Many will bristle at what I’ve said, but just take a look at how liberals plumb the depths of the barrel for votes. They want convicts and the homeless (many of whom are mentally ill, a perfect leftist constituency) to vote; they aggressively get out the vote in urban wastelands, their strongholds, which are plagued by crime, drug use and high abortion rates; and their constituencies are people such as homosexuals and others with aberrant lifestyles. Liberals in California were even advocating pubescents’ suffrage: Giving 14-year-olds the right to cast ballots. So, it’s funny. It used to be said that the Democrats were the party of the common man. The truth is that they’re the party of the uncommon man.
And there is an irony here, one I’d like to ask our liberal friends about. I know you believe you’re much smarter than we traditionalists, as you often attribute the embrace of our ideology to stupidity. I was, in fact, once told by a certain bit-part, liberal actor (forgive the redundancy) that I just wasn’t as “evolved” as he was.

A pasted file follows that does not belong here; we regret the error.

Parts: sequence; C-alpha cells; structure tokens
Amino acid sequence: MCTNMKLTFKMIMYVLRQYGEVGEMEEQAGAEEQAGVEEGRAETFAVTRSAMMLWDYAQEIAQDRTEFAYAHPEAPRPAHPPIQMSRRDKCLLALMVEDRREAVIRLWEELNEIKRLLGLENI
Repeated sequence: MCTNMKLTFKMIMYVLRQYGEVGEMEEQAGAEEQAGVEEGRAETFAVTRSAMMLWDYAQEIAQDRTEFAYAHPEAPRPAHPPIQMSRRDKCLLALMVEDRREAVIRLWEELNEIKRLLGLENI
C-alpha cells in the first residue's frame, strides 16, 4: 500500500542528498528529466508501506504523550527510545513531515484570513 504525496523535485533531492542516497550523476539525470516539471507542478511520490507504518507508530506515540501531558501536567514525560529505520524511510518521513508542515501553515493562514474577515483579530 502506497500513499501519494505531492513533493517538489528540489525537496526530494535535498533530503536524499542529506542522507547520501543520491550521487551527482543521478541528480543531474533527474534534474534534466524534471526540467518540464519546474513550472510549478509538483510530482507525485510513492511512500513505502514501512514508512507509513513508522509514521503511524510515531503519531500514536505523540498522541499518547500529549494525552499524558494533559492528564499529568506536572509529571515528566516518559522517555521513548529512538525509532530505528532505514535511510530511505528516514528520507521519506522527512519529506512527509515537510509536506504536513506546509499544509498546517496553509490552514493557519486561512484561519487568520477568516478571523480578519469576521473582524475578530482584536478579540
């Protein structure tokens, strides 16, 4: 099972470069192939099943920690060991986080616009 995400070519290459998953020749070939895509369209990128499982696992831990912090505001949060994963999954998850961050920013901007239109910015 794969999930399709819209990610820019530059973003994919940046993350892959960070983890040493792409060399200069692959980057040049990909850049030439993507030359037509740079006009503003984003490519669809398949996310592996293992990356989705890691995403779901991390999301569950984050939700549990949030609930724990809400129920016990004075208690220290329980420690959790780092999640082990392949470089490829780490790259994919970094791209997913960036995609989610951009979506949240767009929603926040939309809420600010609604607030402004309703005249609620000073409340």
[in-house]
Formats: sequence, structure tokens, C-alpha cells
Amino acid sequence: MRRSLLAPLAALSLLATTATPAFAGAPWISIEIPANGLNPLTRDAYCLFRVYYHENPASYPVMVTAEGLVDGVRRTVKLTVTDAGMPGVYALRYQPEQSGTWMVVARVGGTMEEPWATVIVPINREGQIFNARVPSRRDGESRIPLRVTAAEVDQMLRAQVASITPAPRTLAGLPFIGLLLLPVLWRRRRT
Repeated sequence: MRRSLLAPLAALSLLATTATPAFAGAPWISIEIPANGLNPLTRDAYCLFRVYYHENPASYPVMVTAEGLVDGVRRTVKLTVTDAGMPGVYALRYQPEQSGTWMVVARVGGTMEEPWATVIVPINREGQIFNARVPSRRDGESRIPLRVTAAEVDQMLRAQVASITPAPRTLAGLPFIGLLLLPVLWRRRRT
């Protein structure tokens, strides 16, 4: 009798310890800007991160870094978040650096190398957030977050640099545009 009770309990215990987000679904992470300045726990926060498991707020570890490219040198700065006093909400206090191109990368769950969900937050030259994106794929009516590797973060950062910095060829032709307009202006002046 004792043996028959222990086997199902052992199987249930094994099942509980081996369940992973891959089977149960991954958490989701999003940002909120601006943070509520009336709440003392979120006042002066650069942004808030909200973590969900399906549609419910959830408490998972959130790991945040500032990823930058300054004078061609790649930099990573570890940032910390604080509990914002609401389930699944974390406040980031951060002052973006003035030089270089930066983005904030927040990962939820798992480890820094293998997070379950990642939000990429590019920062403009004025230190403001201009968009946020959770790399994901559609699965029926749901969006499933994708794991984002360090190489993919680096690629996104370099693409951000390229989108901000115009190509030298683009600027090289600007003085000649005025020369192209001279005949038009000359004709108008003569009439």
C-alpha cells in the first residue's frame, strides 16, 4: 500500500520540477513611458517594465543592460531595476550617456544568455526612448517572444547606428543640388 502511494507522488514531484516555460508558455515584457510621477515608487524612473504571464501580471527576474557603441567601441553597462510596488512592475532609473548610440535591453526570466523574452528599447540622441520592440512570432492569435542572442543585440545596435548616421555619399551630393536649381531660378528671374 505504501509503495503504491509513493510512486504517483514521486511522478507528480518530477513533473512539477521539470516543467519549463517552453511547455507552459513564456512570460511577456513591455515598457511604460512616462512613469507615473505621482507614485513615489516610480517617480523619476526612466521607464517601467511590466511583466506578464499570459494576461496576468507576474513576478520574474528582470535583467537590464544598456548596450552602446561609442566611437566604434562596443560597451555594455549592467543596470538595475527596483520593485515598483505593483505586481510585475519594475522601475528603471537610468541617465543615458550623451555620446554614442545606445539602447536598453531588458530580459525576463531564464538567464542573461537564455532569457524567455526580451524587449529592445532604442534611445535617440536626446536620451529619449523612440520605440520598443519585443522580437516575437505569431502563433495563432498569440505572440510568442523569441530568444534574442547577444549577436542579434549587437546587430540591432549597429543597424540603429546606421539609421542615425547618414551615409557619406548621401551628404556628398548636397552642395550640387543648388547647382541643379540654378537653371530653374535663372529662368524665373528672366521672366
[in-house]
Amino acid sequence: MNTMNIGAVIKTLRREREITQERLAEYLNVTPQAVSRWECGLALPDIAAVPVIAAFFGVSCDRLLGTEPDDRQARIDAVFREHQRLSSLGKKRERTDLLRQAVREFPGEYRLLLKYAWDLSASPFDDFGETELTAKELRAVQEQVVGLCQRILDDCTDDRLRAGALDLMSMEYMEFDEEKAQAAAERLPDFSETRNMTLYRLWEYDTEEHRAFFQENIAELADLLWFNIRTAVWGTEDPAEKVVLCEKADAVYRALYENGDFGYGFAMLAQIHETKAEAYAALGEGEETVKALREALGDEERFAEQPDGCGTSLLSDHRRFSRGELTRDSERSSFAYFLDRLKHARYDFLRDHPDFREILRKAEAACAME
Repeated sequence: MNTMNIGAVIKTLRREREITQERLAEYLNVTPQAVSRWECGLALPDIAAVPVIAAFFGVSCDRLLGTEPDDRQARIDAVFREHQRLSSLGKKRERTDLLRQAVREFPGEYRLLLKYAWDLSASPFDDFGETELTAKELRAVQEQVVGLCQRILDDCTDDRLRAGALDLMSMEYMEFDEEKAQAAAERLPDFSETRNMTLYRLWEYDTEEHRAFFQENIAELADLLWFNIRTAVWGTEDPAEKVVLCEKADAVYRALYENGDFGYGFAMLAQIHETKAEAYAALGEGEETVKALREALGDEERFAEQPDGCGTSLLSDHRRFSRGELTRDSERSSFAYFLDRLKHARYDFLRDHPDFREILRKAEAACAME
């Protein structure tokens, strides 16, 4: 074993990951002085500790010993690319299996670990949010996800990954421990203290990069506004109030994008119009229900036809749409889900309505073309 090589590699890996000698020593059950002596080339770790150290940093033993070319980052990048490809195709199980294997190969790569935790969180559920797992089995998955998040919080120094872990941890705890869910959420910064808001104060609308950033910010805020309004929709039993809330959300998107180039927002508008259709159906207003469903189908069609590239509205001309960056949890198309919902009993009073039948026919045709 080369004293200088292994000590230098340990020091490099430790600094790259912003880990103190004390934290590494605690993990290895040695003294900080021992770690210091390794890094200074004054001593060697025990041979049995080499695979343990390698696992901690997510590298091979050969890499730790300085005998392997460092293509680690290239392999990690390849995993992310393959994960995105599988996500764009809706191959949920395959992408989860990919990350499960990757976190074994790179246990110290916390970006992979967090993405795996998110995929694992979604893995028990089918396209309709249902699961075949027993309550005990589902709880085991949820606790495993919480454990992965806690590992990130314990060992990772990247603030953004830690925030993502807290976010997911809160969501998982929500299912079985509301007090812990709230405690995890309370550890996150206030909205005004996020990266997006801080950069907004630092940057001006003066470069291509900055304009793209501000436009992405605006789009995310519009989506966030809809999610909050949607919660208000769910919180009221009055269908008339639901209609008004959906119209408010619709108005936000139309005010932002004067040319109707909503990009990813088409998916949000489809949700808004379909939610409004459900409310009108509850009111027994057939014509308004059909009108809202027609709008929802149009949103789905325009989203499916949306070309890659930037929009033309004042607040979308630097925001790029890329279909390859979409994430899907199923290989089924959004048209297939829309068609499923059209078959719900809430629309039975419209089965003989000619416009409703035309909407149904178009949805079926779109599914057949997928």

Thus, I wonder about something. How is it that, with few exceptions, the more degraded, immoral, criminally inclined, immature, and ignorant voters are, the better it is for liberal candidates? If these normally apathetic people are in fact voting correctly, as you liberals assert, to what do you attribute it? Beginner’s luck? And does this make you liberals question your ideology at all? Does it make you think, even for a moment, that maybe you’re on the wrong side?
I won’t hold my breath waiting for a good answer, but I will mention another irony. Liberals are completely taken with gun control; some of them even say that no one but the police should own firearms. Yet they believe that people too irresponsible to have their finger on the trigger should influence the choice of who will have his finger on the button.